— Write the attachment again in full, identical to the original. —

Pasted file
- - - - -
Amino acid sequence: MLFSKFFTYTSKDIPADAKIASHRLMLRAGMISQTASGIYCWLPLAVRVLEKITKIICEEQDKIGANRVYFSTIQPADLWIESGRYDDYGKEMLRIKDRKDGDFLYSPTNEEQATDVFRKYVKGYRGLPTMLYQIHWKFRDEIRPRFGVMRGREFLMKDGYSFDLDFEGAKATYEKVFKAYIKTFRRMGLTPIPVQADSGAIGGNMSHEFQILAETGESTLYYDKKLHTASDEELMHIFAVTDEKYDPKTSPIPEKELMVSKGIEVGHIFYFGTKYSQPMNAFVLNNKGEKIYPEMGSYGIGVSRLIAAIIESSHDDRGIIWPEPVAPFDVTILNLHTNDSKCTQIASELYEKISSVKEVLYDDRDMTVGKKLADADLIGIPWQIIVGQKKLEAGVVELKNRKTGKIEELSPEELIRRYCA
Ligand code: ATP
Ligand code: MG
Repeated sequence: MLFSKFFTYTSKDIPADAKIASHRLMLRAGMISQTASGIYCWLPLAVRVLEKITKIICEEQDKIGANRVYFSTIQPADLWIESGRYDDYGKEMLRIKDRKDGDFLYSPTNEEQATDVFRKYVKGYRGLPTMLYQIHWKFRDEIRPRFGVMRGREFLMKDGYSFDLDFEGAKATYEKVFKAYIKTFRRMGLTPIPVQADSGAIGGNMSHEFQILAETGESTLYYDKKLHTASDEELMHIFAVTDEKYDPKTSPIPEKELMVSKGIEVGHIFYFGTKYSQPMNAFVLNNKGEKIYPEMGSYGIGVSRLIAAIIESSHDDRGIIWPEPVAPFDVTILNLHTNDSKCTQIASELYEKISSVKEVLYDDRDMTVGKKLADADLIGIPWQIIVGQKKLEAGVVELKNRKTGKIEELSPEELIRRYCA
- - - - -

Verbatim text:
Amino acid sequence: MLFSKFFTYTSKDIPADAKIASHRLMLRAGMISQTASGIYCWLPLAVRVLEKITKIICEEQDKIGANRVYFSTIQPADLWIESGRYDDYGKEMLRIKDRKDGDFLYSPTNEEQATDVFRKYVKGYRGLPTMLYQIHWKFRDEIRPRFGVMRGREFLMKDGYSFDLDFEGAKATYEKVFKAYIKTFRRMGLTPIPVQADSGAIGGNMSHEFQILAETGESTLYYDKKLHTASDEELMHIFAVTDEKYDPKTSPIPEKELMVSKGIEVGHIFYFGTKYSQPMNAFVLNNKGEKIYPEMGSYGIGVSRLIAAIIESSHDDRGIIWPEPVAPFDVTILNLHTNDSKCTQIASELYEKISSVKEVLYDDRDMTVGKKLADADLIGIPWQIIVGQKKLEAGVVELKNRKTGKIEELSPEELIRRYCA
Ligand code: ATP
Ligand code: MG
Repeated sequence: MLFSKFFTYTSKDIPADAKIASHRLMLRAGMISQTASGIYCWLPLAVRVLEKITKIICEEQDKIGANRVYFSTIQPADLWIESGRYDDYGKEMLRIKDRKDGDFLYSPTNEEQATDVFRKYVKGYRGLPTMLYQIHWKFRDEIRPRFGVMRGREFLMKDGYSFDLDFEGAKATYEKVFKAYIKTFRRMGLTPIPVQADSGAIGGNMSHEFQILAETGESTLYYDKKLHTASDEELMHIFAVTDEKYDPKTSPIPEKELMVSKGIEVGHIFYFGTKYSQPMNAFVLNNKGEKIYPEMGSYGIGVSRLIAAIIESSHDDRGIIWPEPVAPFDVTILNLHTNDSKCTQIASELYEKISSVKEVLYDDRDMTVGKKLADADLIGIPWQIIVGQKKLEAGVVELKNRKTGKIEELSPEELIRRYCA